“The Union of the Wizard and the Warrior”
More than once I’ve called Vice Principals “A tragedy of seeing other people as human beings, one decision too late,” or, as ZODIAC MOTHERFUCKER might put it, “NEAL GAMBY IS CONSTANTLY FUCKING PEOPLE OVER THEN FEELING BAD ABOUT IT AND IT’S GONNA FUCK HIM OVER IN THE END”. I wasn’t sure how accurate this was, but it seemed a possibility for the ending of the show, that all the bad things Neal Gamby had done would eventually come back to destroy him, no matter how much he’d done his best to make up for them.
But in the end, Vice Principals wasn’t a tragedy. The exquisite series finale clarified at last what this show was: A show about the redemptive and transformative power of male friendship.
The topic of how the patriarchy teaches boys and men to suppress and cauterize their real emotions, and the toxic effect this has on them, is an idea that’s been explored by thinkers of all types, including some who couldn’t be more wildly different in their backgrounds and approaches to the topic than bell hooks and Bill Burr:
The wounded child inside many males is a boy who, when he first spoke his truths, was silenced by paternal sadism, by a patriarchal world that did not want him to claim his true feelings.
Emotional neglect lays the groundwork for the emotional numbing that helps boys feel better about being cut off. Eruptions of rage in boys are most often deemed normal, explained by the age-old justification for adolescent patriarchal misbehavior, “Boys will be boys.” Patriarchy both creates the rage in boys and then contains it for later use, making it a resource to exploit later on as boys become men.
When men embrace feminist thinking and practice, which emphasizes the value of mutual growth and self-actualization in all relationships, their emotional well-being will be enhanced.
[It’s] the reason why guys drop at 55 out of fuckin’ nowhere… it’s literally from five decades of just suppressing the urge to, like, hug a puppy, admit a baby’s cute, say you want a cookie… you just gotta keep pushing it down.
(I’ll let you figure out on your own who said which quotes.)
Vice Principals is, in the end, a show about two men who are, in different ways, living, breathing embodiments of toxic masculinity, and how their unlikely friendship, built on exactly the kind of depth of emotional bonding the two have lacked previously, changes them into healthier, better people.
The show announces its intentions in its opening scene. Lee Russell has tracked down Belinda Brown at her new school and plans to enlist her help. This could go any number of ways; I largely expected Russell would try to burn down Gamby’s life, so I thought we’d see him tip Brown to some kind of evidence to press charges against Gamby. But the real story is that Lee Russell has changed, and is looking for help to clear his name in the shooting. And he does it by totally owning up to what a terrible person he’s been, but in the process also admits that he has no one left to turn to. In hindsight, it seems obvious, but it’s now clear to me that Neal Gamby is almost certainly Lee Russell’s first real male friend (possibly first real friend of any kind) and just how much Russell genuinely values and needs that. It’s also clear how much that friendship has changed him: Lee Russell isn’t just doing this to clear his own name; he’s doing it because he needs to protect Gamby if the shooter is still at large.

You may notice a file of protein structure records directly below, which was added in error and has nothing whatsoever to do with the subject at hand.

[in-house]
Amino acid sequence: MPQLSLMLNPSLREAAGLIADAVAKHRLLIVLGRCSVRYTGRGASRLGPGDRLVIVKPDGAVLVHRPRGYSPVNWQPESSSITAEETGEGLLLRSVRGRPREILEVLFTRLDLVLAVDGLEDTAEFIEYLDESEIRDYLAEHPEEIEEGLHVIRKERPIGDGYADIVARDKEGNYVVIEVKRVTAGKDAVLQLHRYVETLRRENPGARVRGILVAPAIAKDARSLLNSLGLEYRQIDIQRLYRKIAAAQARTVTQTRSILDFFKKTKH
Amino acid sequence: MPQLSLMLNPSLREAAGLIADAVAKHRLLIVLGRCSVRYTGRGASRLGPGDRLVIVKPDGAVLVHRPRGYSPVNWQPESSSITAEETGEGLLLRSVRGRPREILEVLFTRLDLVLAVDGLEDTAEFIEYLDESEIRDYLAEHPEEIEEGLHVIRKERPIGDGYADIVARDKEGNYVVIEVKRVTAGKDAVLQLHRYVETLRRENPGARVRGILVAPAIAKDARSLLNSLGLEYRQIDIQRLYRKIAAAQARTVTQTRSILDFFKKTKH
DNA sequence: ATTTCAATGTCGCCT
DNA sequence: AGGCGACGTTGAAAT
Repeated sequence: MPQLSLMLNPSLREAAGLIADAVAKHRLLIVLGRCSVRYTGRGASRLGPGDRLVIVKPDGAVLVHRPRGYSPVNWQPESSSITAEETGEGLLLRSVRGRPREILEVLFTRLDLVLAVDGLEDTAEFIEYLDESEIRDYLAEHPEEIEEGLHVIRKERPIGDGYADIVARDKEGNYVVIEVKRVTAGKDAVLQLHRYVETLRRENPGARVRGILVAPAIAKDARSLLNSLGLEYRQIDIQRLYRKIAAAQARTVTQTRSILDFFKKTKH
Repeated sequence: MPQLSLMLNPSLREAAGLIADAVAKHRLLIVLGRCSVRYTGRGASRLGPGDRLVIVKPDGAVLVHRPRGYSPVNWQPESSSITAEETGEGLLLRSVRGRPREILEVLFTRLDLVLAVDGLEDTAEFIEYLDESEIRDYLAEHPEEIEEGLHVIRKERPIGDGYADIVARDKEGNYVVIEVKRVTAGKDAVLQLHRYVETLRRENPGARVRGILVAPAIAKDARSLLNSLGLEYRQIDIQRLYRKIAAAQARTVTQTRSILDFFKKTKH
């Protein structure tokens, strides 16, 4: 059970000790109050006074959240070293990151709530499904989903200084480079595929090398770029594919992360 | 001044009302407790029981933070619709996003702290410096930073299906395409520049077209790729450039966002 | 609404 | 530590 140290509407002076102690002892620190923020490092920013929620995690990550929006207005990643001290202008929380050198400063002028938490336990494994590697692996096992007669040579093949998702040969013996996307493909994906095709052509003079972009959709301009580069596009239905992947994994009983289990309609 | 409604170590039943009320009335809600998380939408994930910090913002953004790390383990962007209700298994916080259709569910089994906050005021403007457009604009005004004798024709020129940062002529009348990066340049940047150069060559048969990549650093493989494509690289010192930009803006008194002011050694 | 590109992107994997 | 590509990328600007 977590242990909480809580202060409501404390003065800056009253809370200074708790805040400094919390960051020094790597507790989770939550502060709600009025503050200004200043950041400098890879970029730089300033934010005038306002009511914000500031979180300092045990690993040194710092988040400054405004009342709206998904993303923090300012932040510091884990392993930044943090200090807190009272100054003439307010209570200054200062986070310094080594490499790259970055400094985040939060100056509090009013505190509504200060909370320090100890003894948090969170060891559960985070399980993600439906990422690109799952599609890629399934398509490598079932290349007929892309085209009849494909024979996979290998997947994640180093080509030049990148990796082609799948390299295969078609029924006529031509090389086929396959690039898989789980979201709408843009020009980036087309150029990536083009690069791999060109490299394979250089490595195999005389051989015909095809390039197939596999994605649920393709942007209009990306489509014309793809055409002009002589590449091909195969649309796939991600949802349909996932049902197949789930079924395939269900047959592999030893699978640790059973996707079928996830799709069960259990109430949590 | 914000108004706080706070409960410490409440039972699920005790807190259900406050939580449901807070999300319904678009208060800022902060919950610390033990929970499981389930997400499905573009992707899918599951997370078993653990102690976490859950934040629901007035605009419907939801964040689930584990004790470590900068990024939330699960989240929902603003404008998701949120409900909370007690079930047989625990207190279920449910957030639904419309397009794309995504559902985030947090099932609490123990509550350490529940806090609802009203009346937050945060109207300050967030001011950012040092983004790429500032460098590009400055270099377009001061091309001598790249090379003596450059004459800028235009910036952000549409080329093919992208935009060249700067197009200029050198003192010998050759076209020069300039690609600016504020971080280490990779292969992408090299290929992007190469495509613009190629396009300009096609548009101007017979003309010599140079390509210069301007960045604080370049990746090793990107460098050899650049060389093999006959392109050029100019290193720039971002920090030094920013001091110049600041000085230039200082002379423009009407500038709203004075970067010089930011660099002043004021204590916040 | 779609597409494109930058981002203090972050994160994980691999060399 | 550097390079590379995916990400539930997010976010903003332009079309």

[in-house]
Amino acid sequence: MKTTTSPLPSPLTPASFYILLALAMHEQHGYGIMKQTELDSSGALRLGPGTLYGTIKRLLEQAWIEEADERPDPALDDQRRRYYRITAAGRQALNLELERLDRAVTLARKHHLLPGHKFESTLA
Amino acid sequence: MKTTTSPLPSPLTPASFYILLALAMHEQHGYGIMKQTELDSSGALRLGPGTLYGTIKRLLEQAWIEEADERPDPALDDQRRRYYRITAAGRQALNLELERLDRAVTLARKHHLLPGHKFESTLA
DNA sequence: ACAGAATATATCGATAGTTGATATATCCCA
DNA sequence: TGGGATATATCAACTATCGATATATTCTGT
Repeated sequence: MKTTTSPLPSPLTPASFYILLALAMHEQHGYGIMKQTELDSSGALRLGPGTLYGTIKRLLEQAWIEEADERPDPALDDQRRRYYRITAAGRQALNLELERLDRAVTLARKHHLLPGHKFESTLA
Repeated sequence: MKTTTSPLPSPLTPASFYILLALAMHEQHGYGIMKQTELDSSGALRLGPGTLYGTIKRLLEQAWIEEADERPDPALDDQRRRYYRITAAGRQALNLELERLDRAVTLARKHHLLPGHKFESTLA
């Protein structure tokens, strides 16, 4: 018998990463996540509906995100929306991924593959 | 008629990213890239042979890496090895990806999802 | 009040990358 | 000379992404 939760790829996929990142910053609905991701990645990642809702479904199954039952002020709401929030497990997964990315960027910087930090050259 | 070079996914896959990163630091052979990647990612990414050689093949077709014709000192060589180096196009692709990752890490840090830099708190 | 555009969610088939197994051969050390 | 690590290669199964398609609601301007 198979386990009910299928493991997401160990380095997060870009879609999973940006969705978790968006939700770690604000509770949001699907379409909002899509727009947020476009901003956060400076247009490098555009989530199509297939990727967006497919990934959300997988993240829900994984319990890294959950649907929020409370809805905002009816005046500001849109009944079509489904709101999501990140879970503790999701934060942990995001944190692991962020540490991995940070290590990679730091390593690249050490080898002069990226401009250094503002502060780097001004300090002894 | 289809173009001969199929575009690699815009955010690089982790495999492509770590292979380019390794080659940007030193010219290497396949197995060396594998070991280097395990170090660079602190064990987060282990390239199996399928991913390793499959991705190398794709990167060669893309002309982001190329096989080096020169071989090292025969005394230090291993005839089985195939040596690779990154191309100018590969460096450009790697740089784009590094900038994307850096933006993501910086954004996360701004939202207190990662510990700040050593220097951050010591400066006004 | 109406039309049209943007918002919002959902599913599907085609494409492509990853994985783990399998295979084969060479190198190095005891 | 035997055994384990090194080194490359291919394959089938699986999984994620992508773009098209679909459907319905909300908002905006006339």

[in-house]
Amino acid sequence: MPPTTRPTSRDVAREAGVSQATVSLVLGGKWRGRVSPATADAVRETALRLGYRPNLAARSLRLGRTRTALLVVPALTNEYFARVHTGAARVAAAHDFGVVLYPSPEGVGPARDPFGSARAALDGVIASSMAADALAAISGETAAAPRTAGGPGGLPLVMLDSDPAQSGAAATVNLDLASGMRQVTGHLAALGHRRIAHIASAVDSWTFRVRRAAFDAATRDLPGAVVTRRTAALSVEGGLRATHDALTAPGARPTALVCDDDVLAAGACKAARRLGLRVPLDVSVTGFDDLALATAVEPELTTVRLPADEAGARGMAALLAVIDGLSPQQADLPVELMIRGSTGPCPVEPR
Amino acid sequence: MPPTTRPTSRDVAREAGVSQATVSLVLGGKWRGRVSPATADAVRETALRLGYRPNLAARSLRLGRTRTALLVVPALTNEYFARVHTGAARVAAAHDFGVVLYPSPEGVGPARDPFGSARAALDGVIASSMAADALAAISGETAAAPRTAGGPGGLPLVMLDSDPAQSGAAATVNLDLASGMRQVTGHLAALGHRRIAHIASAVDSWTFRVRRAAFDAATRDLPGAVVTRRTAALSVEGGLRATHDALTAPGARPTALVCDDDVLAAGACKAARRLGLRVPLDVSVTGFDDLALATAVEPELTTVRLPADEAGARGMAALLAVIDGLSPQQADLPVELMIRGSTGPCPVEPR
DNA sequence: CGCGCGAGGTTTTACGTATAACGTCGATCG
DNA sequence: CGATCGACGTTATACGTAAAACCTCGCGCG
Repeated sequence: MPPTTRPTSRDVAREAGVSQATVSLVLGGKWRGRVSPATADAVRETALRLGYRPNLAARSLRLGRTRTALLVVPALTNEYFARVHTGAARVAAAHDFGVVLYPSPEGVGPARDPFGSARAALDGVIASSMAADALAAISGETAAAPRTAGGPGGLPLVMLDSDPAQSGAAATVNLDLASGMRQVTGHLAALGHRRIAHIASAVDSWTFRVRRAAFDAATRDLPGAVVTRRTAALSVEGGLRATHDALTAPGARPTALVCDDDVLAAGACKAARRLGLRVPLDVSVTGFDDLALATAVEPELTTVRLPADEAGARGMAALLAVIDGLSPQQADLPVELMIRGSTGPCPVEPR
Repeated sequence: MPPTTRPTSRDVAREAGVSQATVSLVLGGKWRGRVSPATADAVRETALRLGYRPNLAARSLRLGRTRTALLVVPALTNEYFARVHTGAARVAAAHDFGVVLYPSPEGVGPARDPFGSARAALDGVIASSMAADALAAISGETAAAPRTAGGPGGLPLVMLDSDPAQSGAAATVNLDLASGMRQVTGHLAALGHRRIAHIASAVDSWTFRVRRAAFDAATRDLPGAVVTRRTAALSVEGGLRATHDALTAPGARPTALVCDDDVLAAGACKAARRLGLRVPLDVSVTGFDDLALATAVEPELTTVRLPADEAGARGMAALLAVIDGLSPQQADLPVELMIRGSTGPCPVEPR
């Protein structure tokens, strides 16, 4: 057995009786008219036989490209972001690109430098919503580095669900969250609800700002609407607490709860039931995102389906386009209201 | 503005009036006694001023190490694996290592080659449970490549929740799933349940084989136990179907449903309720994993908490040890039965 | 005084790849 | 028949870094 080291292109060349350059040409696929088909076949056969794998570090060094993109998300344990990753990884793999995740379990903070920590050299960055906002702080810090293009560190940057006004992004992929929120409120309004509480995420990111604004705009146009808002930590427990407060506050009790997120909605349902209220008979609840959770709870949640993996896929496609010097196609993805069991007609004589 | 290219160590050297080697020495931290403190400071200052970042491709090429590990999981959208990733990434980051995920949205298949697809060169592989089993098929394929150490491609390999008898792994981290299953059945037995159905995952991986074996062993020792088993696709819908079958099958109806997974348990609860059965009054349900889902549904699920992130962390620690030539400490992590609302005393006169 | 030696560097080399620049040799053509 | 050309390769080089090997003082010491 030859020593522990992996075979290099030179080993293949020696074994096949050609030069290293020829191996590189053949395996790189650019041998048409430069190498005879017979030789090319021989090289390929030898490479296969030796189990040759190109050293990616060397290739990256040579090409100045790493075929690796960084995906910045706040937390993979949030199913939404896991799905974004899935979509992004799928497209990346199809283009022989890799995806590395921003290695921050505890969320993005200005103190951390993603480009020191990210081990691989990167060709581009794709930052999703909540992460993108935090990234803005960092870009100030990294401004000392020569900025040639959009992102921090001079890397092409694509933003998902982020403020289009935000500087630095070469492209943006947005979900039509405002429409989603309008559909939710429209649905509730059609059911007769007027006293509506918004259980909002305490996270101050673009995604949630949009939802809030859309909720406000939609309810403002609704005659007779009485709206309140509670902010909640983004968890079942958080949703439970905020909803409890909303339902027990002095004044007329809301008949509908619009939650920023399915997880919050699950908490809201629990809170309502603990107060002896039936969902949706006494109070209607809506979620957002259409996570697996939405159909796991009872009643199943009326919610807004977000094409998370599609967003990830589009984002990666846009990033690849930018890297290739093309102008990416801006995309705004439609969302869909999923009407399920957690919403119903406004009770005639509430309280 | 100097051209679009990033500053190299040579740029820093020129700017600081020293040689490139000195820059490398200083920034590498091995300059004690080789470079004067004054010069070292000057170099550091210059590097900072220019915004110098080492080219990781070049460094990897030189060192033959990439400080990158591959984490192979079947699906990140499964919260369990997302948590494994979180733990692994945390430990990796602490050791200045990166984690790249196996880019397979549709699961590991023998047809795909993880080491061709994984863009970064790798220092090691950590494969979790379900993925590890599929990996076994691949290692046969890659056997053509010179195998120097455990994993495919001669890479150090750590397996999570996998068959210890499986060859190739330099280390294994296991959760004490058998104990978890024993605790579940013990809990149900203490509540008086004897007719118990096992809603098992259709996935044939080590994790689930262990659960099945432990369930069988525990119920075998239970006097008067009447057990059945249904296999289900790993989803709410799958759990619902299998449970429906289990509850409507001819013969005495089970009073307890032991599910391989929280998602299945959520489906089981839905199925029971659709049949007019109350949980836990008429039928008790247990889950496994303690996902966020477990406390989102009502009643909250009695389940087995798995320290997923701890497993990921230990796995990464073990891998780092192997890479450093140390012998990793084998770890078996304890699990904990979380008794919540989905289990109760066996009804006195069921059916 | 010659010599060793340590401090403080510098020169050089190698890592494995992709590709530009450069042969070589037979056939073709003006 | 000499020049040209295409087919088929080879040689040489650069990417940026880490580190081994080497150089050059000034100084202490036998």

When Brown won’t help him (I mean, and why should she?), Russell goes to work on his own, putting that organized-like-a-sociopath mind to work, building his own Pepe Silvia board, and reviewing the evidence over and over, until it hits him. Gamby said he found the shooter’s mask in the trunk of Russell’s (ex-wife’s) car; only one person had access to that car and had motive to frame Russell.
And just as Lee Russell is putting together the answer and racing over to tell Gamby, Gamby arrives at home with Jen Abbott on his doorstep in a wedding dress.
What follows is some of the most phenomenally tense TV of the year, as Gamby tries to handle the situation as best as he can. Unfortunately, he’s underestimated what Abbott is capable of. (Honestly, though, “My ex-girlfriend on my doorstep in a wedding dress” isn’t someone you should take your eye off of, especially when you know they’re mentally unstable and capable of harming someone.) As he consents to letting Abbott inside his house– after an exchange about how she’s not going to poop but it’s fine with Gamby if she does; this show never forgets it’s a comedy– Russell shows up to warn him that Abbott shot him– just in time for her to walk out and OH FUCK SHE SHOT RUSSELL IN THE HEAD OH FUCK OH FUCK OH FUCK
Gamby proves an incredible thinker under pressure, and after Abbott announces her murder-suicide plans, he talks her into walking into the forest, and nearly succeeds at leading her into one of his death traps. She just catches on, though, and dodges it in time; Gamby flees and she shoots after him. Gamby falls into one of his own pit traps, but Abbott is out of bullets when she catches him. She takes off to school to kill Snodgrass, and just as it sounds like hope is lost, Russell is alive after all. He tracks down Gamby after a game of Marco Polo, and, crucially, will only let him out of the pit once he apologizes for not believing in their friendship.